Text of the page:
Carrie Underwood On Rumors Her Fall Was a Guise for Plastic Surgery

Updated 08/06/18
Carrie Underwood On Rumors Her Fall Was a Guise for Plastic Surgery
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As music fans, we're pretty used to our favorite artists teasing us when it comes to a big reveal. Usually, though, the big reveal involves a highly anticipated single or album release—not their face. And yet, in the disturbing wake of country singer Carrie Underwood's nasty fall in November 2017 (in which she reportedly broke her wrist and was treated for numerous cuts and abrasions, which led to roughly 40 stitches in her face), the singer did just that and kept fans and well-wishers in the dark regarding the exact state of her recovery and face post-fall.

Following the November accident, which took place just outside her home in Nashville, Underwood's rep released a vague yet generally positive statement explaining the singer's recovery would "take some time and she appreciates all prayers and well wishes." However, in the months that followed, the public became increasingly concerned with the actual severity of Underwood's accident as the singer took to social media on numerous occasions to publish numerous cryptic messages and updates.

During her healing hiatus, the images we saw kept most of the singer's face hidden from view, signifying the slow and gradual state of her recovery. In fact, just seven weeks after the accident, the country singer revealed the most information about the fall within a note (which People obtained) to her fan club:

"There is also another part of the story that I haven't been ready to talk about since I have still been living it and there has been much uncertainty as to how things will end up," she wrote. "It's crazy how a freak random accident can change your life."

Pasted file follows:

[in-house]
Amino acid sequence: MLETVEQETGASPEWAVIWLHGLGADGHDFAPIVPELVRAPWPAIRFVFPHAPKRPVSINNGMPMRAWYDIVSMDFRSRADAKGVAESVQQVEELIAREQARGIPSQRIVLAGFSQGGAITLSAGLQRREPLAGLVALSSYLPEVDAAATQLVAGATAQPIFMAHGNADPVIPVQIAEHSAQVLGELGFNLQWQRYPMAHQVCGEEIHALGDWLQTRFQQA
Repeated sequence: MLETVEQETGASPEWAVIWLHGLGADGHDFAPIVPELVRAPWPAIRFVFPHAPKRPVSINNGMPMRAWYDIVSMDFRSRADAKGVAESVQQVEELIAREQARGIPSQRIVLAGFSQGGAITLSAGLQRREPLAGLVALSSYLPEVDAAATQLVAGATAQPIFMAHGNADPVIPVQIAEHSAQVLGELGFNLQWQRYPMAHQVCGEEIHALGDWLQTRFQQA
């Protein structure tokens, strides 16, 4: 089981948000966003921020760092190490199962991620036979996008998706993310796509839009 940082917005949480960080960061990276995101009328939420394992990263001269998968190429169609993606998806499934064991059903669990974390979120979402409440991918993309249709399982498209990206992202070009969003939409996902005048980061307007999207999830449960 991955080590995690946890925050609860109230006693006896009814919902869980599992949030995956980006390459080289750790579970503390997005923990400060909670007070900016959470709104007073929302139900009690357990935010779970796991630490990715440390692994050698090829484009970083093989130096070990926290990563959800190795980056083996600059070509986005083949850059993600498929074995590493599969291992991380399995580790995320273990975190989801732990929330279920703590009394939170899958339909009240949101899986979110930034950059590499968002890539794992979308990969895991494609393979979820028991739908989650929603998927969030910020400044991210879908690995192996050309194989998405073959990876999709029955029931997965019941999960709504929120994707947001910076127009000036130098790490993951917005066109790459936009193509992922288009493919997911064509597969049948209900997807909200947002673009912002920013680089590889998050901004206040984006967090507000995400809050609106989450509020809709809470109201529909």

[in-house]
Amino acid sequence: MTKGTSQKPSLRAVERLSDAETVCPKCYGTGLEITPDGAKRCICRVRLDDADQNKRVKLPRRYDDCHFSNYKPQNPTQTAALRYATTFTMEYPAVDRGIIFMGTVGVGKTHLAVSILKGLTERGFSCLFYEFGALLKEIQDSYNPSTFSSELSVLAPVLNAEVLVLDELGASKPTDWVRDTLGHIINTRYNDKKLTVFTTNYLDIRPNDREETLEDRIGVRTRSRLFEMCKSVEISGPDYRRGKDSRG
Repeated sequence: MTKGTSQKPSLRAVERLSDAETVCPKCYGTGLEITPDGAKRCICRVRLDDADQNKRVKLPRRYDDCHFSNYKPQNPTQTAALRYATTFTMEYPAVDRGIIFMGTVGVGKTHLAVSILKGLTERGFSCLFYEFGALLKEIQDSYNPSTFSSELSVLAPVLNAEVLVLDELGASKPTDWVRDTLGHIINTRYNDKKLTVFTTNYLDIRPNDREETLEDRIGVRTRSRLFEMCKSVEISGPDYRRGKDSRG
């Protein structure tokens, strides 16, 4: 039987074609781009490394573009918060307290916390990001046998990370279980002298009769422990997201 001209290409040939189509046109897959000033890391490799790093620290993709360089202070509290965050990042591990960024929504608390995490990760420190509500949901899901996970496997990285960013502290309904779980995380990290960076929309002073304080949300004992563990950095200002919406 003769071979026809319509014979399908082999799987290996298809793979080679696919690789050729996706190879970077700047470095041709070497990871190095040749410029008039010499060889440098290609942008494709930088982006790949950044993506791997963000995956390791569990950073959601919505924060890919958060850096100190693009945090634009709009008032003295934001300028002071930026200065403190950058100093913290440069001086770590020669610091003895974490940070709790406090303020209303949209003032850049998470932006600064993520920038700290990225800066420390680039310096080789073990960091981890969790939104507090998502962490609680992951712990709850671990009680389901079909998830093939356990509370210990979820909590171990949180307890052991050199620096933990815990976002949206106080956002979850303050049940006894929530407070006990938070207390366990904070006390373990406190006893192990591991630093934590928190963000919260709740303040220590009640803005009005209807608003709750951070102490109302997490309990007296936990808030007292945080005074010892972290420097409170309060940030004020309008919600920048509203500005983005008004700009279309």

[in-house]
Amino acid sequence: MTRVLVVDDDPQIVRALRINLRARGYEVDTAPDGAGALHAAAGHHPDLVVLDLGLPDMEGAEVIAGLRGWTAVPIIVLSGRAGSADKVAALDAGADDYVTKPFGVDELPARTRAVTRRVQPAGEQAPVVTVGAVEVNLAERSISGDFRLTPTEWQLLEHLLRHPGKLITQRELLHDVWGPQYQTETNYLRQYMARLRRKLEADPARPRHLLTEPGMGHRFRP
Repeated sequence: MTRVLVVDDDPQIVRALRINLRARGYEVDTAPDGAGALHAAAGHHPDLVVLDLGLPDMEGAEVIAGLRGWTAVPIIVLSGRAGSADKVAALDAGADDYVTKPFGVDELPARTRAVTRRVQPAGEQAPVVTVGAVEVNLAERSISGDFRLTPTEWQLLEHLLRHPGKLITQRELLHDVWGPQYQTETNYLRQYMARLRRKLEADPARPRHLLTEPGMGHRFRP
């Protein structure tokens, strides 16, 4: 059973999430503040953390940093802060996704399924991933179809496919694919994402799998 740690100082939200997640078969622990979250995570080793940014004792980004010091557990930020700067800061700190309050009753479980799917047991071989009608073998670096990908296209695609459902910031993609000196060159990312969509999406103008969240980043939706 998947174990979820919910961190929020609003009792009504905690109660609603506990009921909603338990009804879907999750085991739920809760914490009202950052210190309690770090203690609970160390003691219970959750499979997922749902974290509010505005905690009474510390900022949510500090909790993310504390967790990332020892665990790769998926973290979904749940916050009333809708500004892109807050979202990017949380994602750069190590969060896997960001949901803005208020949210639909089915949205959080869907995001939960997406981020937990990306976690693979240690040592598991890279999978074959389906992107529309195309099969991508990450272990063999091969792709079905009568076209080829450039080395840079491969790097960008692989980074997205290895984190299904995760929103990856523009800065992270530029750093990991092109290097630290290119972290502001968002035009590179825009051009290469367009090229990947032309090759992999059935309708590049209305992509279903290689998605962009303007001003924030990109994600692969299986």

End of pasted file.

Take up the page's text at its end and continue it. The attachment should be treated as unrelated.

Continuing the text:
"In addition to breaking my wrist," she continued, "I somehow managed to injure my face as well. I'll spare you the gruesome details, but when I came out of surgery the night of my fall, the doctor told Mike that he had put between 40 and 50 stitches in."

And while she clarified to readers her healing journey was on the upswing, she did indicate that she wasn't "quite looking the same," yet she was grateful the consequences hadn't been much worse.

"I am determined to make 2018 amazing and I want to share things with you along the way," she concluded. "And when I am ready to get in front of a camera, I want you all to understand why I might look a bit different."

So as the months and vague social media posts wore on, it's safe to say that both concern and, if we're being 100% honest, curiosity steadily increased.

However, after this year's Academy of Country Music Awards, the wait was officially over. Not only did the singer reveal the first full-on selfie the day before during rehearsals (see above), but she also performed her song "Cry Pretty" live and on stage, finally silencing the ambiguity surrounding her appearance. (For the record, she looked like her same stunning self, and we—like many—were hard-pressed to detect even a note of the difference.)